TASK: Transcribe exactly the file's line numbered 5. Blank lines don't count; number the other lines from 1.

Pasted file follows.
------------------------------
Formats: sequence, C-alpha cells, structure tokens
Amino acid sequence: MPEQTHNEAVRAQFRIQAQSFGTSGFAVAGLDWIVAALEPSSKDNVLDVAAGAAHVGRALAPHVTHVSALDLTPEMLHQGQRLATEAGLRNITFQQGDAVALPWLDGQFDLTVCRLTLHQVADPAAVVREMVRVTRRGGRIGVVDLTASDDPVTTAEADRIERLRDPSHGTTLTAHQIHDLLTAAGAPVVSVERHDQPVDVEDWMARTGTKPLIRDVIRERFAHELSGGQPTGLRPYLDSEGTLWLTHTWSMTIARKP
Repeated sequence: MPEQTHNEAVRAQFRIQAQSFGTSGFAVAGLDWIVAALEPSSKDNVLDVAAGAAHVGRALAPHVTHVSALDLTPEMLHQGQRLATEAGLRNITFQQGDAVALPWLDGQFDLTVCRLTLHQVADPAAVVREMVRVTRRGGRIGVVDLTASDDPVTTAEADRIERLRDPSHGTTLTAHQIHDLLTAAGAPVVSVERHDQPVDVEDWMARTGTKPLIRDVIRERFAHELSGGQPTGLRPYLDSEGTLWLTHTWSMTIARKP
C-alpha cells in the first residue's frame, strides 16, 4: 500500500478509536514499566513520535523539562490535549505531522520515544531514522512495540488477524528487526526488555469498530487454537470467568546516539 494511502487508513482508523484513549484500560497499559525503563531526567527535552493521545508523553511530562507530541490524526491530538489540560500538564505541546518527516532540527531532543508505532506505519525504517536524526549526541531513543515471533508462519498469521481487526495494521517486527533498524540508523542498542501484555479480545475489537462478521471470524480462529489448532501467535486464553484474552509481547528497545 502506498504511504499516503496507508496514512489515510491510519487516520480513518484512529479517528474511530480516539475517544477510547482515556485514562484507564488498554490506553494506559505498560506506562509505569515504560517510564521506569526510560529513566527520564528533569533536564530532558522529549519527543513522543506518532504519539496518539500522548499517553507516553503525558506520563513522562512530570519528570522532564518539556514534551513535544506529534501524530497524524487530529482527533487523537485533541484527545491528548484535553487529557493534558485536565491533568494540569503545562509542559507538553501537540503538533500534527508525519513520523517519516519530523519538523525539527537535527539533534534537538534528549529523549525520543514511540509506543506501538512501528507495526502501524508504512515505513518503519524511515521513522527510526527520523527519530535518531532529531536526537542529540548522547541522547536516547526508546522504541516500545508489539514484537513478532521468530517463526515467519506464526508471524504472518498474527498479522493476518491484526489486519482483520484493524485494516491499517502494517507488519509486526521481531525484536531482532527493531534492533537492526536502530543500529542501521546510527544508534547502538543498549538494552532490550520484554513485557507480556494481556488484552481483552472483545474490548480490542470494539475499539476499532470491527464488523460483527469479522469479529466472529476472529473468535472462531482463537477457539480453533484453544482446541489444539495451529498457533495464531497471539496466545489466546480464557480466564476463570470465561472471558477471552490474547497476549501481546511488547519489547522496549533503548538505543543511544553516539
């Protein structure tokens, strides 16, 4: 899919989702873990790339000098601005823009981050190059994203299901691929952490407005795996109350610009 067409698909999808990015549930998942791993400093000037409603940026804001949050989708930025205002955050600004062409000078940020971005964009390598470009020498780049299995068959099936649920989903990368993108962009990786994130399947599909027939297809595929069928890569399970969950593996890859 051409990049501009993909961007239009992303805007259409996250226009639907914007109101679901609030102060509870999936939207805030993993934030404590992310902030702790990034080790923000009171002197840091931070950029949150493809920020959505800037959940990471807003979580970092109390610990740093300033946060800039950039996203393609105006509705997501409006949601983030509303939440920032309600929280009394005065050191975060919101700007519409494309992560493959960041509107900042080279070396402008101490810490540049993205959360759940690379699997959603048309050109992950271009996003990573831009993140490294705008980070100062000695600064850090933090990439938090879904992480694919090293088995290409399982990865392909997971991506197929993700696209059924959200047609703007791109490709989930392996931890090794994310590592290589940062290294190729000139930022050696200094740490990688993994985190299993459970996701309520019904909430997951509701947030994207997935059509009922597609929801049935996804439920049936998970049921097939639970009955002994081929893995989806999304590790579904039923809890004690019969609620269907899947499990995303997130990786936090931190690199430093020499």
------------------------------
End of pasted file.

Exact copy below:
């Protein structure tokens, strides 16, 4: 899919989702873990790339000098601005823009981050190059994203299901691929952490407005795996109350610009 067409698909999808990015549930998942791993400093000037409603940026804001949050989708930025205002955050600004062409000078940020971005964009390598470009020498780049299995068959099936649920989903990368993108962009990786994130399947599909027939297809595929069928890569399970969950593996890859 051409990049501009993909961007239009992303805007259409996250226009639907914007109101679901609030102060509870999936939207805030993993934030404590992310902030702790990034080790923000009171002197840091931070950029949150493809920020959505800037959940990471807003979580970092109390610990740093300033946060800039950039996203393609105006509705997501409006949601983030509303939440920032309600929280009394005065050191975060919101700007519409494309992560493959960041509107900042080279070396402008101490810490540049993205959360759940690379699997959603048309050109992950271009996003990573831009993140490294705008980070100062000695600064850090933090990439938090879904992480694919090293088995290409399982990865392909997971991506197929993700696209059924959200047609703007791109490709989930392996931890090794994310590592290589940062290294190729000139930022050696200094740490990688993994985190299993459970996701309520019904909430997951509701947030994207997935059509009922597609929801049935996804439920049936998970049921097939639970009955002994081929893995989806999304590790579904039923809890004690019969609620269907899947499990995303997130990786936090931190690199430093020499």